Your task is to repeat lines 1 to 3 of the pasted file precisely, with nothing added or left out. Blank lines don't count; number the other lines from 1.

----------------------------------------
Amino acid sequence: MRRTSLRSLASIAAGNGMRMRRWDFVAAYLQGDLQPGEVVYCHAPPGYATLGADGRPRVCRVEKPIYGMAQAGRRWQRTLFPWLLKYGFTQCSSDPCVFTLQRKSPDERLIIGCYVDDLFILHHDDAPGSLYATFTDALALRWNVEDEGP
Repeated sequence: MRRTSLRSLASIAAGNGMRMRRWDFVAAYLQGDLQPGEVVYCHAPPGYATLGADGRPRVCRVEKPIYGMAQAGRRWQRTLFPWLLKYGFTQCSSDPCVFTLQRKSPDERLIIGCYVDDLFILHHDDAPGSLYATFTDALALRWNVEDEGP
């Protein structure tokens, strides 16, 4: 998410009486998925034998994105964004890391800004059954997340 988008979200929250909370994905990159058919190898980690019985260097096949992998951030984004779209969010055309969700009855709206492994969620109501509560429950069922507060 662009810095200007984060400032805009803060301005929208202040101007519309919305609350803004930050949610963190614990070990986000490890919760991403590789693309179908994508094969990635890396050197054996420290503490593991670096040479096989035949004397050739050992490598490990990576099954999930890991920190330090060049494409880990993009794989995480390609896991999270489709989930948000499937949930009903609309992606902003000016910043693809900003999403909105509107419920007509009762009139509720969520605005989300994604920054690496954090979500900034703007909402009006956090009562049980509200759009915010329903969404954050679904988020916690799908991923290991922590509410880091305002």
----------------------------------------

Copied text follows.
Amino acid sequence: MRRTSLRSLASIAAGNGMRMRRWDFVAAYLQGDLQPGEVVYCHAPPGYATLGADGRPRVCRVEKPIYGMAQAGRRWQRTLFPWLLKYGFTQCSSDPCVFTLQRKSPDERLIIGCYVDDLFILHHDDAPGSLYATFTDALALRWNVEDEGP
Repeated sequence: MRRTSLRSLASIAAGNGMRMRRWDFVAAYLQGDLQPGEVVYCHAPPGYATLGADGRPRVCRVEKPIYGMAQAGRRWQRTLFPWLLKYGFTQCSSDPCVFTLQRKSPDERLIIGCYVDDLFILHHDDAPGSLYATFTDALALRWNVEDEGP
């Protein structure tokens, strides 16, 4: 998410009486998925034998994105964004890391800004059954997340 988008979200929250909370994905990159058919190898980690019985260097096949992998951030984004779209969010055309969700009855709206492994969620109501509560429950069922507060 662009810095200007984060400032805009803060301005929208202040101007519309919305609350803004930050949610963190614990070990986000490890919760991403590789693309179908994508094969990635890396050197054996420290503490593991670096040479096989035949004397050739050992490598490990990576099954999930890991920190330090060049494409880990993009794989995480390609896991999270489709989930948000499937949930009903609309992606902003000016910043693809900003999403909105509107419920007509009762009139509720969520605005989300994604920054690496954090979500900034703007909402009006956090009562049980509200759009915010329903969404954050679904988020916690799908991923290991922590509410880091305002």